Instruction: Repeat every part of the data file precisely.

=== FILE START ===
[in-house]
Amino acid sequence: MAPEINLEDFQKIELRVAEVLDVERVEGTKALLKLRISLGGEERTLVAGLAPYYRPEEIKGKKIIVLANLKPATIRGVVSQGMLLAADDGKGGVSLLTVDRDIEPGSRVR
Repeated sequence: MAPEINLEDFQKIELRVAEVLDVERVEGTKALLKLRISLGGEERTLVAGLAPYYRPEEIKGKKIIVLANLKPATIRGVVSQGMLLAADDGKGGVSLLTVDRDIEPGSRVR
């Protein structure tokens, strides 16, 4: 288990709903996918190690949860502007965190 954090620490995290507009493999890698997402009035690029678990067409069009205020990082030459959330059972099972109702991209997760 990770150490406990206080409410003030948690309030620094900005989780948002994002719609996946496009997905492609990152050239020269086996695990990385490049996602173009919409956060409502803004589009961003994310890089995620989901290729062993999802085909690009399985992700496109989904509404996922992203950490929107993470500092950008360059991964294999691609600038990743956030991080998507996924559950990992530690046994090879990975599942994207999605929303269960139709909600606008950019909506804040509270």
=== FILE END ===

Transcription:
[in-house]
Amino acid sequence: MAPEINLEDFQKIELRVAEVLDVERVEGTKALLKLRISLGGEERTLVAGLAPYYRPEEIKGKKIIVLANLKPATIRGVVSQGMLLAADDGKGGVSLLTVDRDIEPGSRVR
Repeated sequence: MAPEINLEDFQKIELRVAEVLDVERVEGTKALLKLRISLGGEERTLVAGLAPYYRPEEIKGKKIIVLANLKPATIRGVVSQGMLLAADDGKGGVSLLTVDRDIEPGSRVR
């Protein structure tokens, strides 16, 4: 288990709903996918190690949860502007965190 954090620490995290507009493999890698997402009035690029678990067409069009205020990082030459959330059972099972109702991209997760 990770150490406990206080409410003030948690309030620094900005989780948002994002719609996946496009997905492609990152050239020269086996695990990385490049996602173009919409956060409502803004589009961003994310890089995620989901290729062993999802085909690009399985992700496109989904509404996922992203950490929107993470500092950008360059991964294999691609600038990743956030991080998507996924559950990992530690046994090879990975599942994207999605929303269960139709909600606008950019909506804040509270």